We Americans sometimes seem to have only two settings when it comes to public health issues: "unconcern" and "panic." (I think the media deserve a great deal of blame for this.) The last few weeks have seen the switch flipped to near-panic about Ebola after the recent infection of two Texas Health Presbyterian nurses who were treating infected patient Thomas Eric Duncan and possible exposure of additional people after one of the nurses took a commercial flight. The fact that 43 individuals who had direct contact with Mr. Duncan have now passed the 21-day incubation period for the disease without signs of infection, that Senegal has been declared free from Ebola (no new infections have occurred there for 42 days), that Nigeria is close to the same milestone, and that the two nurses who treated Mr. Duncan, Amber Vinson and Nina Pham, are doing much better, doesn't seem to make much of a dent in the fear-mongering I've seen in recent weeks.
And now with the report that a physician with Doctors Without Borders, who recently returned to his home in New York City from West Africa, has tested positive without Ebola, the "Ebola panic" is just going to get worse.
Given the fact that I live so close to Dallas (just two hours!), I've been getting a lot of questions from friends and readers about whether I'm nervous about Ebola. So here are the precautions I'm taking to protect my family's health:
1. I've gotten a flu shot (and encouraging my friends and family to do the same), because influenza is a far bigger threat to our health than Ebola, and the vaccine is a safe and effective way of protecting myself and my family.
2. I am donating to Doctors Without Borders, because the crisis is in West Africa and it's critical that we stop it there. Those brave physicians and nurses are on the front lines of the battle against Ebola, and they need our support. Strangely, while stopping the outbreaks in West Africa is absolutely crucial, there's almost no public charitable response to this crisis, in contrast to the many campaigns we see after natural disasters. I just came across #tackleEbola on Twitter, and that seems to be another good effort. I hope it takes off.
3. I am calling out misinformation that's being spread to provoke a panic response. One of the reasons why we're so excited by this particular infectious disease despite the fact that it is FAR FROM the most dangerous threat to our health is because the media have stoked fears of it, with sensationalistic coverage, and we citizens have allowed ourselves to be entertained (yes, entertained!) by epidemics. Remember "The Hot Zone"? "Outbreak"? Any zombie movie, ever? Turns out they're scientifically inaccurate, but they unfortunately influence the way we think about infectious diseases. We love a good "outbreak" story -- they're deliciously scary. But this is the real world, and there are consequences when we allow our fantasies to inform our decision making. Epidemics are not entertainment, and treating them as such, ironically, allows them to get much worse.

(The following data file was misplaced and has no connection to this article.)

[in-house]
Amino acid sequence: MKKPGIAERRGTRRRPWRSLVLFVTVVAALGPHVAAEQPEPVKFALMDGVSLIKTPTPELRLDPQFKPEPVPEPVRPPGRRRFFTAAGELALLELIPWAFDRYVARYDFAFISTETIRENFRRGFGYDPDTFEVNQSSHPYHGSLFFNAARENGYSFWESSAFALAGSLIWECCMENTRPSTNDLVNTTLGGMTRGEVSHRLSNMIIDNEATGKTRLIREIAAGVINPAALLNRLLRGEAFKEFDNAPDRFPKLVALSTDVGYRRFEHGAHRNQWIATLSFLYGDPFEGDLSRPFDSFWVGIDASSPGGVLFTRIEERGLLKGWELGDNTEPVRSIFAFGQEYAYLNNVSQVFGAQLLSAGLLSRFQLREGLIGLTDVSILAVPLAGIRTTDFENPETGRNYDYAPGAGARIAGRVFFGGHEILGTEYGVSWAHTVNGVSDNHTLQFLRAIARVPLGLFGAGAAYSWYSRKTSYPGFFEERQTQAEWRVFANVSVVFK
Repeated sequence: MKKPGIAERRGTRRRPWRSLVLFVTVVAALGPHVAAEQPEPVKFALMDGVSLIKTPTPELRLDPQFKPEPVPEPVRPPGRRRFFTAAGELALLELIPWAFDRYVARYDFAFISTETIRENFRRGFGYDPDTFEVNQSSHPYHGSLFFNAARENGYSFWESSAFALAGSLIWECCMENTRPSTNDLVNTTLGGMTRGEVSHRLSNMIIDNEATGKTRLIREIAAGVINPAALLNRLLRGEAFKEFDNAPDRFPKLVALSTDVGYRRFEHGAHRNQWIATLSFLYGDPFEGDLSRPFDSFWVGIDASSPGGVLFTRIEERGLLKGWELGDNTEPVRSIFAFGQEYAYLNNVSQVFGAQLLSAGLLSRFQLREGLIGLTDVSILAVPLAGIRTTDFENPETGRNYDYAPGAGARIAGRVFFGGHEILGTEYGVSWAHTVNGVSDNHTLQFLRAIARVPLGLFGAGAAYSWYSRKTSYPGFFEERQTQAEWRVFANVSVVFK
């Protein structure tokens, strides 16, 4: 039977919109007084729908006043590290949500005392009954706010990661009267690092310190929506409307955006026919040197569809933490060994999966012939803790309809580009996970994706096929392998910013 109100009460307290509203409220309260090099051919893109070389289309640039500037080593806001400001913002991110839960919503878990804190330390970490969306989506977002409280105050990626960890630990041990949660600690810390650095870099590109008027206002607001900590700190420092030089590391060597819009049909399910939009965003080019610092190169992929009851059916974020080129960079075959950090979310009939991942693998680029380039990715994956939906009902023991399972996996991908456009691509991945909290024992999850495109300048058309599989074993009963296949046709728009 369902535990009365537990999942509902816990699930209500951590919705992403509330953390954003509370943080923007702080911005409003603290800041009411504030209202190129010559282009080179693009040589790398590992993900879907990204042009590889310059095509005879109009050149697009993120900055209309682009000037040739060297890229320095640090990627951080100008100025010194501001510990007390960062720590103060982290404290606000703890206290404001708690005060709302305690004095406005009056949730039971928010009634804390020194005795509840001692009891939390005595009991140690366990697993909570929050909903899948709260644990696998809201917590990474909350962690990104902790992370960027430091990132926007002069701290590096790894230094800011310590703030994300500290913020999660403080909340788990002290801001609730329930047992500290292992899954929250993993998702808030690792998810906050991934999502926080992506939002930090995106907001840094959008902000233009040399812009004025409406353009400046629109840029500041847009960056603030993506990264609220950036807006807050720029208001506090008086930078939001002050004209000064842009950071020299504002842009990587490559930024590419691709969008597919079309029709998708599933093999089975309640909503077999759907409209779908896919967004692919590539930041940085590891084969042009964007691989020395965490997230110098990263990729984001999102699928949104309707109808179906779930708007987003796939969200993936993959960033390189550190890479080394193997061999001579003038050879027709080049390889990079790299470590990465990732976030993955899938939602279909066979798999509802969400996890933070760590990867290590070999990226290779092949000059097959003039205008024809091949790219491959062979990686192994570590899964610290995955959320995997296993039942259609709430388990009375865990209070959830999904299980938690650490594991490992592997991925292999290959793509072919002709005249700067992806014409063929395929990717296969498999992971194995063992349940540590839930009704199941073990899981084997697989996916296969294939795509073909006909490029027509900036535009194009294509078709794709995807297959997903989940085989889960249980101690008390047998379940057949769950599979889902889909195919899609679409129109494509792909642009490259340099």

Furthermore, the panic that we are indulging in has hurt many people unnecessarily. Schools in Texas and Ohio have closed. A cruise ship was sent back home to the United States from Belize because it was carrying a Texas hospital lab worker (the worker was following CDC protocol and 19 days had passed since any possible exposure; she posed no credible danger to her shipmates). Despite health experts' recommendations politicians and the majority of the public favor a travel ban from West Africa. A Texas college has a new policy of rejecting applicants from Nigeria, despite the fact that there have been no new cases in that country since Sept. 8.
And idiotic conspiracy theories are rampant, as well as quack remedies. Instead of that nonsense, I urge you to read reputable, scientifically accurate information about Ebola here, and from Doctors Without Borders. Despite irresponsible rumors to the contrary, Ebola isn't airborne, nor is it likely to become airborne in the future through mutation. If you're not taking care of an infected person, you're extremely unlikely to contract it. The simple truth is that Ebola, compared to the flu or measles, actually isn't particularly easy to catch, and you are in far more danger from the "familiar" infectious diseases.
So how should a reasonable person think about this? Keeping things in perspective will help you avoid fear:
It is absolutely appropriate to criticize the CDC and Texas Health Presbyterian for their initial mishandling of the first infections. But there is a difference between criticism and fear-mongering. I have spoken with a Texas physician who was extremely critical of Texas Health Presbyterian, but told me that physicians' and nurses' training has drastically changed in recent weeks to include live simulations, supervisors, and other critical measures. He feels a lot more confident that their hospitals will be able to competently handle any cases, and was convinced that this wouldn't have happened had they not learned from their earlier experiences. I hope that this is true nation-wide.
I think we should be mindful of how our popular media has influenced us and alert to the possibility of the press stoking our fears for attention. I think we need to think carefully about who constitutes a credible source of information here -- who are the experts? -- and listen to what they're saying, rather than conspiracy theorists seeking to profit from our fears.
By cutting through the hype and panic, by thinking critically about Ebola in the context of relative risks, we can make much more rational decisions to protect ourselves and our families.
You can read a longer version of this post and join in a discussion on the author's blog.